Engineers and social media
Are engineers antisocial or do they just lack the time to post helpful hints on Web-based forums? Our readers, the social ones, at least, disagree with our editorial and say there is a future for online design communities. Meanwhile, one helpful reader points out a potential flaw in an inventor’s new suspension.
Engineers and social media
In a recent editorial (“Bad Advice Online,” May 4), you imply that technical people are too busy and won’t bother to send comments to online forums. Perhaps you are forgetting that techies are human beings and have the same needs, urges, and interests as other human beings. There may be some weird ones, but there will be a fair percentage who would share and collaborate in forums and something good may come out of it.
Your editorial seems to say that design professionals have better things to do than waste their time with online forums. This strikes me as dismissive of those who value online collaboration. In fact, members of other fields such as the software-development community have plenty on their plate, yet they find huge value in the online community — both in making contributions and seeking advice. For instance, there is plenty of good advice on StackOverflow, and those who give good advice are rewarded with higher status. (Microsoft rewards online contributors with an MVP award.) And in the open-source world, the online community is the only resource. The reason online interactions in the scientific community have failed is that online contributions do not count towards tenure.
A more-constructive comment might be that the design community has not yet developed a successful model for online collaboration. Then you could list some ways engineers and designers can take advantage of the huge opportunity this resource presents. For instance, while the software community can easily share source code snippets or entire source code archives online, it is still awkward to share 3D models or design calculations in a way that a broad community can take advantage of. When these kind of tools begin to appear, perhaps the online design community will finally reach its potential.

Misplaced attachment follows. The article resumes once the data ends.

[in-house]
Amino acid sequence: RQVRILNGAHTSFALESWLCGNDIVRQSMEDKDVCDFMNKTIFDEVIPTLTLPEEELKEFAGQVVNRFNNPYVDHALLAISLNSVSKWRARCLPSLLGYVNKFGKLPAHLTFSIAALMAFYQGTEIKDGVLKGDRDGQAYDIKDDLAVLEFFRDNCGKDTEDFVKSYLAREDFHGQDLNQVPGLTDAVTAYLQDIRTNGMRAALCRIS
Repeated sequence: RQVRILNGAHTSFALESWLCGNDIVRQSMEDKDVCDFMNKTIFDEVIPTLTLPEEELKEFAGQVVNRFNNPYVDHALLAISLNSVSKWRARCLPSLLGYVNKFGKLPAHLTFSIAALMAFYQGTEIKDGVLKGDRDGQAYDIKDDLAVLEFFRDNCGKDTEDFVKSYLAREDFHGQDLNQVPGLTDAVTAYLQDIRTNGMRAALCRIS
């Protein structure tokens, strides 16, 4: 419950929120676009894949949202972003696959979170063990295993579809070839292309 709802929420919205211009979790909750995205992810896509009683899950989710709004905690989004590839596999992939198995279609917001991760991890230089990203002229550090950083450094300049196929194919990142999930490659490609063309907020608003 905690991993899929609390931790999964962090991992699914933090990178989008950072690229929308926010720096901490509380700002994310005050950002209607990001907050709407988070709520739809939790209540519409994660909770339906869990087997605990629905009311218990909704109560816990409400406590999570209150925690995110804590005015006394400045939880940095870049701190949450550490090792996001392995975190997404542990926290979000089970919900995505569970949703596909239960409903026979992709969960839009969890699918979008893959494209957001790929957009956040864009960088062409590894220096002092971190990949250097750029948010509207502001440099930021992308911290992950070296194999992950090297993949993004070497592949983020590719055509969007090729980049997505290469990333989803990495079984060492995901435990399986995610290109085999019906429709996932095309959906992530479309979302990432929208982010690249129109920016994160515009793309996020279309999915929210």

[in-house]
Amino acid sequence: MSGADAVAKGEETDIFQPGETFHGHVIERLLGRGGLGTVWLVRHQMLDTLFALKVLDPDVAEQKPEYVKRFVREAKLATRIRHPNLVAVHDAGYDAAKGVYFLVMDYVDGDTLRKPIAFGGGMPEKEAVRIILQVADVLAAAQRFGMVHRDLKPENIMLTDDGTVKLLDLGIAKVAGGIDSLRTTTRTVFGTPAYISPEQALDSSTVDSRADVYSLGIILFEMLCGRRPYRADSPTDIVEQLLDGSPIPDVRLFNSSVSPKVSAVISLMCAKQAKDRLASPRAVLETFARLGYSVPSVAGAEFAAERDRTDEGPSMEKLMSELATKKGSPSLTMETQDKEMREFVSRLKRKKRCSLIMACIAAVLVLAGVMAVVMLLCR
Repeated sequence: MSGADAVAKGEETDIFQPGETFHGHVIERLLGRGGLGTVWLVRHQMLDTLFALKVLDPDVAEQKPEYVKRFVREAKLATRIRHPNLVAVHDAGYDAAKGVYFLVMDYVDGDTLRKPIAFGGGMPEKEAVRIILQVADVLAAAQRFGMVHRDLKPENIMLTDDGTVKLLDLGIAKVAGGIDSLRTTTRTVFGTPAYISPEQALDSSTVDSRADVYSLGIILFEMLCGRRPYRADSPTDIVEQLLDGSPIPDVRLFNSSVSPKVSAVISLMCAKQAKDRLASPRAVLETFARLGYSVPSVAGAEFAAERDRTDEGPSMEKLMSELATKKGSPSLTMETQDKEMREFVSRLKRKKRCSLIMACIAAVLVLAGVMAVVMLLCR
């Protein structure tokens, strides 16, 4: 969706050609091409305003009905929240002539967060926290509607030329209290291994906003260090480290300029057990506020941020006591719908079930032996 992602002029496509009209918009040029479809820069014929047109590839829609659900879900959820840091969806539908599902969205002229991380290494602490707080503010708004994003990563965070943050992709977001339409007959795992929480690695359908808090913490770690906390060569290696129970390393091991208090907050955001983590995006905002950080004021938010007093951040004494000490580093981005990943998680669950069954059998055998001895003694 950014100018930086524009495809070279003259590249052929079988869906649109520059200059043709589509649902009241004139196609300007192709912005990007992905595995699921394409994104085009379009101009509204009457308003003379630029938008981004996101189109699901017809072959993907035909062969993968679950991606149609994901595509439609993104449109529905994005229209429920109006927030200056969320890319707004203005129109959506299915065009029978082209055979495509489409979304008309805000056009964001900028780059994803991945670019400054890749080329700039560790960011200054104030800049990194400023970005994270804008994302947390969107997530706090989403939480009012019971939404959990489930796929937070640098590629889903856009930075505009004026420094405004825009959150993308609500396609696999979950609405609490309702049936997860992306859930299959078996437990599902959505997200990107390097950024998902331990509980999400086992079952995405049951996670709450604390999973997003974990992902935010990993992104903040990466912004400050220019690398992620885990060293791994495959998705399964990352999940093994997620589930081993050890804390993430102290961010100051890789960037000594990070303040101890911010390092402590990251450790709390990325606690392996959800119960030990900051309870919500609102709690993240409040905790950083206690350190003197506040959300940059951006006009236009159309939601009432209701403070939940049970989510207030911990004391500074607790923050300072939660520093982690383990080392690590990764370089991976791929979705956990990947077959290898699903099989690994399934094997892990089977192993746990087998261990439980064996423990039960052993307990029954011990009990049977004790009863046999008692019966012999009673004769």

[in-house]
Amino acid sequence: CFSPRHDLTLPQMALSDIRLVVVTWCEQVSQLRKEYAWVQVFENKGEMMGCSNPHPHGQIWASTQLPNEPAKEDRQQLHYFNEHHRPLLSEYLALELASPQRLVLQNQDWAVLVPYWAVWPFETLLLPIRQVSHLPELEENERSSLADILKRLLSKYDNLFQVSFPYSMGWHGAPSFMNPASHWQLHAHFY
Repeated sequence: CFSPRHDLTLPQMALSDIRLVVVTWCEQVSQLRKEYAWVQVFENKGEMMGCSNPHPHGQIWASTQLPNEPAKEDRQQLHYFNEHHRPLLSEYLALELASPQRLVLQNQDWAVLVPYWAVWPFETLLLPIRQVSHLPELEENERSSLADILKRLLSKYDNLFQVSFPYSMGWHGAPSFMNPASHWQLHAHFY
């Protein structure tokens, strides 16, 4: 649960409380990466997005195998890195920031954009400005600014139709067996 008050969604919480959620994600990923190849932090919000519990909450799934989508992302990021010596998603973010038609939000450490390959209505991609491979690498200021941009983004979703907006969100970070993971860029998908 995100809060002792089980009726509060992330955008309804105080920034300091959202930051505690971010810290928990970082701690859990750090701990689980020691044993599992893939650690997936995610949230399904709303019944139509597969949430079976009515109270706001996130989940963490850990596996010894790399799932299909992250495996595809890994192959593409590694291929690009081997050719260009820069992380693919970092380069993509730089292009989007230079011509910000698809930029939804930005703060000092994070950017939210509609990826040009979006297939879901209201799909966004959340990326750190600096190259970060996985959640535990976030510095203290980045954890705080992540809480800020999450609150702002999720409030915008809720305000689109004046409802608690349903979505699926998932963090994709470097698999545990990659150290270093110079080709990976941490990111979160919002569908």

T. D. Rosenstein
You need to distinguish between asking people for help finding information that is out there somewhere, and asking people to engage in critical thinking about the problem you have at hand. The former can be easier. There are a lot of Good
Samaritans. The latter is tough, particularly if you are trying to break new ground. And what company wants the R&D it paid for going to competitors trolling tech forums?
There is also an issue of how much weight to give the advice you get. Unless the response is from someone you either know personally or by reputation, you don’t really have a clue whether or not they are full of beans.
Recall that a few years ago on an online personal health forum, the person voted by forum participants as giving the most complete and useful advice turned out to be a teenager. — Leland Teschler
It’s all local
I read your editorial regarding the economic situation of the United States with regard to the increase in government jobs and tying that to innovation (“Good Enough for Government Work,” April 19). Although I generally agree with all the points made, I was interested in the 22 million number (the number of people working for the Federal government, which is more than in manufacturing, farming, fishing, construction, forestry, mining, and utilities combined).